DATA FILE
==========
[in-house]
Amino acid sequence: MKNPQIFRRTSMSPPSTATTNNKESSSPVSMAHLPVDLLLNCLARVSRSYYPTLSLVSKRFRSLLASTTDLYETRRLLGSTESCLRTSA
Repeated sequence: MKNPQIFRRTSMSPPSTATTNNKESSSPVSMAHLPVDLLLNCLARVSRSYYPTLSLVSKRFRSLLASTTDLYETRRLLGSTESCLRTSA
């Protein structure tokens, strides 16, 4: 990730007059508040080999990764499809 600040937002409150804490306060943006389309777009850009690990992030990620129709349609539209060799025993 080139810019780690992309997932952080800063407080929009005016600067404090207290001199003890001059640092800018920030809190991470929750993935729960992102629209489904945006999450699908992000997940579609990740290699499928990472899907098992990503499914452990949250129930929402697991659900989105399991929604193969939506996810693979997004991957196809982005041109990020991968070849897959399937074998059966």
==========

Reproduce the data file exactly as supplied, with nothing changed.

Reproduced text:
[in-house]
Amino acid sequence: MKNPQIFRRTSMSPPSTATTNNKESSSPVSMAHLPVDLLLNCLARVSRSYYPTLSLVSKRFRSLLASTTDLYETRRLLGSTESCLRTSA
Repeated sequence: MKNPQIFRRTSMSPPSTATTNNKESSSPVSMAHLPVDLLLNCLARVSRSYYPTLSLVSKRFRSLLASTTDLYETRRLLGSTESCLRTSA
């Protein structure tokens, strides 16, 4: 990730007059508040080999990764499809 600040937002409150804490306060943006389309777009850009690990992030990620129709349609539209060799025993 080139810019780690992309997932952080800063407080929009005016600067404090207290001199003890001059640092800018920030809190991470929750993935729960992102629209489904945006999450699908992000997940579609990740290699499928990472899907098992990503499914452990949250129930929402697991659900989105399991929604193969939506996810693979997004991957196809982005041109990020991968070849897959399937074998059966």